Laura is a director.
I’ll start with what’s in my pockets: I had never seen Apocalypse Now, Francis Ford Coppola’s film, before I made plans to see this show. I watched the movie right before I drove to the theatre on Friday night. So the film was probably fresher in my mind than it might have been for my fellow audience members. I did find myself wondering throughout the show what the experience of watching it might have been like for someone who had never seen the film. I think there would definitely be a sense of missing some crucial references, but there is enough physical comedy, clowning of iconic actors and clever prop work to make it really enjoyable, if a little confusing.
Chris Davis is a lot of fun to watch and is a really smart comedian. I would have probably enjoyed this show if it was just a straight recreation of some of his favorite scenes from Apocalypse Now. And there is plenty of that. The joy in watching Davis’s impressions does not come from his accuracy in embodying his characters, but from the way he takes the most recognizable features of each performer and exaggerates—Martin Sheen’s thousand-yard squint, Robert Duvall’s yelling, the plodding pace of Marlon Brando’s raspy whisper.
But this show is more than just imitations. It also makes fun of the venerated film and of the way we worship it; it lays bare some of the absurdity of the gravitas associated with the movie and with its cast of revered white male actors. This is done, at first, by simple comparison. The film begins with Martin Sheen’s character waking up in a dingy hotel room and his voiceover lamenting that he is still in Saigon. One-Man Apocalypse Now begins with Davis waking up and mouthing along to Sheen’s recorded voiceover. Taken out of Coppola’s moody lighting and placed in Davis’s brightly-lit playing space, the dramatic weight of the text is undercut. As the show proceeds, the lampooning of white male gravitas is even more explicit: there’s a solid and uncomfortable joke about the deaths of two of Martin Sheen’s crew members and a call-out to a Philadelphia actor’s Barrymore-studded career. Ultimately, Marlon Brando’s notoriously erratic behavior is held up as the quintessential example of actorly indulgence (with Dennis Hopper’s manic photojournalist character painted as his committed disciple).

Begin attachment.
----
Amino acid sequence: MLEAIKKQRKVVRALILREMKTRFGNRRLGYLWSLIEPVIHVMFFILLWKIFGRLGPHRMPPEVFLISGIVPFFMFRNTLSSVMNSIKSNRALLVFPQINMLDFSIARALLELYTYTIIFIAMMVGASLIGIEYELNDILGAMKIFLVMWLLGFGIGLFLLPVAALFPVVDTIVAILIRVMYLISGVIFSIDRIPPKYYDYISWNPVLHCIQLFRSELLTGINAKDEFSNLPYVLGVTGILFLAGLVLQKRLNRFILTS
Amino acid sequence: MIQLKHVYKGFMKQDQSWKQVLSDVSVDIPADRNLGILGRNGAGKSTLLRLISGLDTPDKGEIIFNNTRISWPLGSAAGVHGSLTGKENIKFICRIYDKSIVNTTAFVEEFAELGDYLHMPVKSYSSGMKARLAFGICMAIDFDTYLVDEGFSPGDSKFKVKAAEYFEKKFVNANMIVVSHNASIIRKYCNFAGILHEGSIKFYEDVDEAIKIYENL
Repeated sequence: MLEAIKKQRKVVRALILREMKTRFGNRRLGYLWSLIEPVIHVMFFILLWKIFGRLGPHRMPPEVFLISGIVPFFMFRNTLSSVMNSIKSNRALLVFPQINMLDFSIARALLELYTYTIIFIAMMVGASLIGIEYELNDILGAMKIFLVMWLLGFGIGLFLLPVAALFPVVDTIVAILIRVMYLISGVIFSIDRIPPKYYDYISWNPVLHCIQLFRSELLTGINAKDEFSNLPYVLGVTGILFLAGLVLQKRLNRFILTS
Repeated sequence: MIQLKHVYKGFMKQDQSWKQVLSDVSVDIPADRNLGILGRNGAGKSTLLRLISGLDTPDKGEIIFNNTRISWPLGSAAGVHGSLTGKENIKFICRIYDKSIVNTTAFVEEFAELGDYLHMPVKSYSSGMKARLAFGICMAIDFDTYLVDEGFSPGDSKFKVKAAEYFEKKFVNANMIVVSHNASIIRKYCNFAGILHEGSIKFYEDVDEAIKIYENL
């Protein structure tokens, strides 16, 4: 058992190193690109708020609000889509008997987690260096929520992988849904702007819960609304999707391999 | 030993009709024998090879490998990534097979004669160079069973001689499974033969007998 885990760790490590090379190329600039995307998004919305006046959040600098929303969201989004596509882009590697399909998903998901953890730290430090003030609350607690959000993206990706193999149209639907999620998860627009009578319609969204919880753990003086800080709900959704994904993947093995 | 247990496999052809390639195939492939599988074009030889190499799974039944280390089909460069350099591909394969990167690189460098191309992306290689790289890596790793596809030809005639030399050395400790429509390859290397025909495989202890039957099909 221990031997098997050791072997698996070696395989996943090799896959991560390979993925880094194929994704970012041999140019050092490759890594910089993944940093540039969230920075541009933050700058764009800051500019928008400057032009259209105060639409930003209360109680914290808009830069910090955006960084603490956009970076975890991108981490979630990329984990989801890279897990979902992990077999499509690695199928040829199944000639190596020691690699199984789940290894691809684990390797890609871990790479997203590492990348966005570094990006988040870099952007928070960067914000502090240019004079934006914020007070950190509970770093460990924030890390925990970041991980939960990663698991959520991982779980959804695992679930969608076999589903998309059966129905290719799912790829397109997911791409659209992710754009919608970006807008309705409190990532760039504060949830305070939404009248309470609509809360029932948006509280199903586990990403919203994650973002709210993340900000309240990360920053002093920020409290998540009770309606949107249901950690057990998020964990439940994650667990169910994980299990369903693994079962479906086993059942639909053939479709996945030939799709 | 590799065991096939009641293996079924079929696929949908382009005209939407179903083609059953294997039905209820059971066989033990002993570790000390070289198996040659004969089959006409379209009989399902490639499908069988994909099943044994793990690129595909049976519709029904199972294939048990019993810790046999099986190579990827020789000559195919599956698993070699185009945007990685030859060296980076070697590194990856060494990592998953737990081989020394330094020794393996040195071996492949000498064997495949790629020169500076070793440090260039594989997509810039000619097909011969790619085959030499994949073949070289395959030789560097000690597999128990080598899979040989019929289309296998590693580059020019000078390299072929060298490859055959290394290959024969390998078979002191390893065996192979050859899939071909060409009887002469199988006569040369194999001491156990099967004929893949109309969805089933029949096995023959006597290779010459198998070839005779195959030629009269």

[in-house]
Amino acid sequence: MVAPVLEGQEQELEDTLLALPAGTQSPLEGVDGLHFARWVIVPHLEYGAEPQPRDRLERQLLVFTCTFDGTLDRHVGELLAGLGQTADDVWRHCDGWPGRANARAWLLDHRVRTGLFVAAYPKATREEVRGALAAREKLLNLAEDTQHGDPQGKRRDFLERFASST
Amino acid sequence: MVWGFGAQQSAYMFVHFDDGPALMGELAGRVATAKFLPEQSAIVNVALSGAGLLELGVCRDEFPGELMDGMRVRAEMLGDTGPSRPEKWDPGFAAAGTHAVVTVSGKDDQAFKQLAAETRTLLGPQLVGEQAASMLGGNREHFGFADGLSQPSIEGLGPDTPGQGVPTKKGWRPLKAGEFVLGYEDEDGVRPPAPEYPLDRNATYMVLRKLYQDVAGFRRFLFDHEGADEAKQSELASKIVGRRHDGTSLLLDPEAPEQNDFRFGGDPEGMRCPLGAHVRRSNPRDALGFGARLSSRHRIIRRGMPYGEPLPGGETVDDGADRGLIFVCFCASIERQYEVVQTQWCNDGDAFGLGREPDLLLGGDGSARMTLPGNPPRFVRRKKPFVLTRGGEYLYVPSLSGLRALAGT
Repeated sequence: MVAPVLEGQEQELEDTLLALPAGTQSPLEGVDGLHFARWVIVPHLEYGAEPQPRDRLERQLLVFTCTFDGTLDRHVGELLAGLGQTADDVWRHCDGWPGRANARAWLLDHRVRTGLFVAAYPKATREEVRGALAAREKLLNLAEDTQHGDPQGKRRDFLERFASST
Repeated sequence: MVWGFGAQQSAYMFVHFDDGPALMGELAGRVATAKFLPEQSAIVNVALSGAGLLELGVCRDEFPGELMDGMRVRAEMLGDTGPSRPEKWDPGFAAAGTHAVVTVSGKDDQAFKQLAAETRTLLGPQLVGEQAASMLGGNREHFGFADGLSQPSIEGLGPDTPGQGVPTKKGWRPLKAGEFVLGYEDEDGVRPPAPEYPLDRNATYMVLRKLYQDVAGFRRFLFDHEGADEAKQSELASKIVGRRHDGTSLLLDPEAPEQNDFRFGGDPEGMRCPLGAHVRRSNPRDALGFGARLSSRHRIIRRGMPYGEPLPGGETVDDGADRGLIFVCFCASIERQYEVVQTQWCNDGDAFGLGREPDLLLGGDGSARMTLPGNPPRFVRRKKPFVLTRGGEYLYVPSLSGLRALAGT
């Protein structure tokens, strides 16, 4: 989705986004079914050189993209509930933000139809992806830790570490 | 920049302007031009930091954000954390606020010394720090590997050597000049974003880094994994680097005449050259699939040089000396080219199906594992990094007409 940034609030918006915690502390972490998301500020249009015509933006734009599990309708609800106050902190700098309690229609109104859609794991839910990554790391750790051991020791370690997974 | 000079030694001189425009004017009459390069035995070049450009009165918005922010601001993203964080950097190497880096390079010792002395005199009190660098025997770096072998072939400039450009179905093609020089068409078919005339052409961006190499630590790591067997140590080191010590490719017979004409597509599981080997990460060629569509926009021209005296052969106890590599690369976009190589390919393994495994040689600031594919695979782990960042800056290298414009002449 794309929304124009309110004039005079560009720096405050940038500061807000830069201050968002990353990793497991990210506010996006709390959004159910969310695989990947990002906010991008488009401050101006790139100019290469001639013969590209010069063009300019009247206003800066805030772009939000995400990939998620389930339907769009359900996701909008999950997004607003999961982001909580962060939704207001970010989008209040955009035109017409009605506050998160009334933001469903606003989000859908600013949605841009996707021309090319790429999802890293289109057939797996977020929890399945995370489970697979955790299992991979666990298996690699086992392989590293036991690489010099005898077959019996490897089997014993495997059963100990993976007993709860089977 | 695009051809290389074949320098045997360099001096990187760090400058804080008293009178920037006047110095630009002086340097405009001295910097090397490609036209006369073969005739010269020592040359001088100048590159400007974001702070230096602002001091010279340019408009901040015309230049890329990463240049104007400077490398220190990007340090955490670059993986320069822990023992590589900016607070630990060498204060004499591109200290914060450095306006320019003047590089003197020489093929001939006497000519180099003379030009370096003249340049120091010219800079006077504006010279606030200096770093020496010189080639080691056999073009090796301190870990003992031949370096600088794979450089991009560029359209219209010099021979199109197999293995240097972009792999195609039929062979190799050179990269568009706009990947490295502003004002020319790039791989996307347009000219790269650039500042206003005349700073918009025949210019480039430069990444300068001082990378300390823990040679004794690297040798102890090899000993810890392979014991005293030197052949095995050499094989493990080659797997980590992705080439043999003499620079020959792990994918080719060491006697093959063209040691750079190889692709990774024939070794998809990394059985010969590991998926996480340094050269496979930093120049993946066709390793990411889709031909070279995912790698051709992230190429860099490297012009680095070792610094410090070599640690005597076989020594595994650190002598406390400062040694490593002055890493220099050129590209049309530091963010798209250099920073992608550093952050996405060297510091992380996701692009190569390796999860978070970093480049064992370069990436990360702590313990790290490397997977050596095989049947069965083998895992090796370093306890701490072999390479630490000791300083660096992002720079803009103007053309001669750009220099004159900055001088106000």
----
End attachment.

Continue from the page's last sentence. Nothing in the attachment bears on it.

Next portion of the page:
Davis and director Mary Tuomanen do a lot with very little—the set is spare, essentially just a mattress that serves as both a bed and a boat and a few simple props and costume pieces scattered throughout the space to facilitate quick character changes. The show runs a tight 60 minutes and the pacing feels deliberate, never rushed. Some jokes are stretched out and splashed around in for a good long while; other times the humor comes from frenetic physical comedy. Adriano Shaplin’s sound design brings just the film’s sounds into the room mostly through selected audio clips, but also with the whirring of a very visible onstage fan.
One-Man Apocalypse Now is a deeply fun way to spend an hour, and it’s a good reminder to sometimes check your hero-worship. In the end, Brando, Duvall, Hopper and Davis are just pretending.